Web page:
While Brentlinger did not mention Palin’s unsubstantiated comment, he did say that the federal government normally purchases large amounts of munitions following the new year.
“The first of the year is always a time when large government contracts come through and the military starts their procurements for the year. I understand that military and government procurements this year have been extremely high for ammunition. In a lot of cases they appear to be wanting their ammunition up front instead of spread out through the year. As normally, they seem to be wanting all of it as quickly as possible,” he remarked.
Brentlinger also noted that such a demand does put a strain on manufacturers, which in part explains limited amount of ammo for civilian consumers.
“The ammunition companies are not able to fulfill the demand of ammunition for both government and military contracts, and civilian sales, which are all demanding such unprecedented numbers at this time at once, so there have been huge backlogs on all of the common calibers such as nine millimeters, .223′s, and .22 long rifles. They are all in very short supply,” he said.
One option for those seeking ammo is the so-called “do it yourself” method, which Brentlinger said is gaining popularity as of late. Gun owners are also experiencing shortages there as well.
“Reloading components have gone the same way as ammunition. It is very hard to get powder and primers for reloading. It seems that the majority of materials are going into loaded ammunition and so there have not been the quantity of reloading components normally available out there to get. People are buying reloading components at an unprecedented number. People who can’t get their standard ammunition have gone back to reloading to supplement their ammunition supply and found that there’s nothing left on the shelves. Powder, primers and bullets are in short supply also,” he said.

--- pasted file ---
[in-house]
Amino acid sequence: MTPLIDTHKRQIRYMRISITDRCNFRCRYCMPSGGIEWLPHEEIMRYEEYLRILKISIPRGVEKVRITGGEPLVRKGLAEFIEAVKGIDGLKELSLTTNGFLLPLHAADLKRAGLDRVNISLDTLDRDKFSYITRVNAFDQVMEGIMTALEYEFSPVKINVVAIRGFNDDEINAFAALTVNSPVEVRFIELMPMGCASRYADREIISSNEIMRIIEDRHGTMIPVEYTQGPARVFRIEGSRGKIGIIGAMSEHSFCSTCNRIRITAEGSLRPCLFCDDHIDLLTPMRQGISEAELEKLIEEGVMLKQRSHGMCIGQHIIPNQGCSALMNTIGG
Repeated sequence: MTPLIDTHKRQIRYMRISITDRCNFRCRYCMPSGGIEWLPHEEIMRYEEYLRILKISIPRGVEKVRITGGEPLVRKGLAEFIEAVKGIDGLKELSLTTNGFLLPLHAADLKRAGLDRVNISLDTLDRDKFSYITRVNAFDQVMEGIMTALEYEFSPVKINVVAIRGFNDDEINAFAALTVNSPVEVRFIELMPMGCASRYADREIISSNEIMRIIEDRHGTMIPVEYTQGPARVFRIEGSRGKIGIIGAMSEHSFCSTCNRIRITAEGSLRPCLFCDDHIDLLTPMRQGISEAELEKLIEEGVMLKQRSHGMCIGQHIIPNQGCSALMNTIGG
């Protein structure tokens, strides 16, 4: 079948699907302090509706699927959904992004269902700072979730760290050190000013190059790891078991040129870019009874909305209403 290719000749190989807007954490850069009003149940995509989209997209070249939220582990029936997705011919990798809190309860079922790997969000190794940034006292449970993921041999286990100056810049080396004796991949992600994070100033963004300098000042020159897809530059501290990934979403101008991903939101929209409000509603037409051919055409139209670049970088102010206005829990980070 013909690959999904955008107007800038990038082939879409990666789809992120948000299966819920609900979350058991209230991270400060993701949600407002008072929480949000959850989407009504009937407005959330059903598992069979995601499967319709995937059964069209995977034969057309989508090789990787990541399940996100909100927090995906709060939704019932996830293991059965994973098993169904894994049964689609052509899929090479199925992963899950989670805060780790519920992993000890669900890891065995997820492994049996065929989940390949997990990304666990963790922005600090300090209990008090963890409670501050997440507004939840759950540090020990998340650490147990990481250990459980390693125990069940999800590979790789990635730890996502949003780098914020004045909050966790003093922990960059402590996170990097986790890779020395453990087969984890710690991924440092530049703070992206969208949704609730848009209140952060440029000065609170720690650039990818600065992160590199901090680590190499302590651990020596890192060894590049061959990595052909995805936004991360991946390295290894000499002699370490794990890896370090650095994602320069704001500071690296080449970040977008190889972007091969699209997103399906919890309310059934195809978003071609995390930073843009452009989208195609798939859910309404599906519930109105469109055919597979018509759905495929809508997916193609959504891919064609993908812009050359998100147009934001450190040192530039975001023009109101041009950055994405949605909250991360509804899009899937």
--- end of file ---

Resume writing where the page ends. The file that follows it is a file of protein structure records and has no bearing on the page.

The short supply has also led to higher prices for buyers.
Brentlinger said the cost for ammo nationwide has increased dramatically.
“With internet sales, a standard brick of .22′s was around $40 average. Now I’ve heard of $70 to $100 for a brick of .22 caliber ammunition, which is about a 50-to-70 percent markup,” he said.
One local resident was fortunate enough to purchase ammo for his .22 caliber rifle at Master at Arms.
Lance Shropshire said he searched long and hard to find what he was looking for.
“This is great because I live right across the street. I only use them for sport just to target shoot with my kids about twice a month. It’s just to have fun. I don’t go out shooting animals or anything like that because it’s not for me,” he said.
Meanwhile, a local resident at Rubio’s shop said he had no such luck while visiting a gun show in Las Vegas.
After waiting most of the day, he returned to Pahrump without bullets.
“It opened at 8 a.m., and when I got there at 9:30 in the morning, the parking lot was closed. I couldn’t get into it. I came back later in the afternoon to give it one more try. The parking lot was open and when I went in all of the ammo was sold out. I saw people with handcarts taking cases of ammo out the door and to their vehicle,” he said.
Civilians are not the only ones who have been affected by the ammunition drought.
Even Nye County Sheriff Tony DeMeo said his department is feeling the effects of the short supply as deputies routinely use their firearms for range shooting and target practice on a regular basis, which is mandated by the office.
“We also have to wait. Law enforcement has to wait. We do have enough ammunition for our job and we have to re-qualify at least twice a year,” he said.
The sheriff agreed that large volumes of ammo purchases made by federal agencies, including the Department of Homeland Security, which reportedly is looking to buy up to 1.1 billion rounds of ammunition, could be one cause of the shortage.
If there is any good news for gun owners, Brentlinger said at least one type of ammunition seems to be available, at least for now.
“Right now, ammunition for shotguns are the only ones available in good quantities,” Brentlinger said.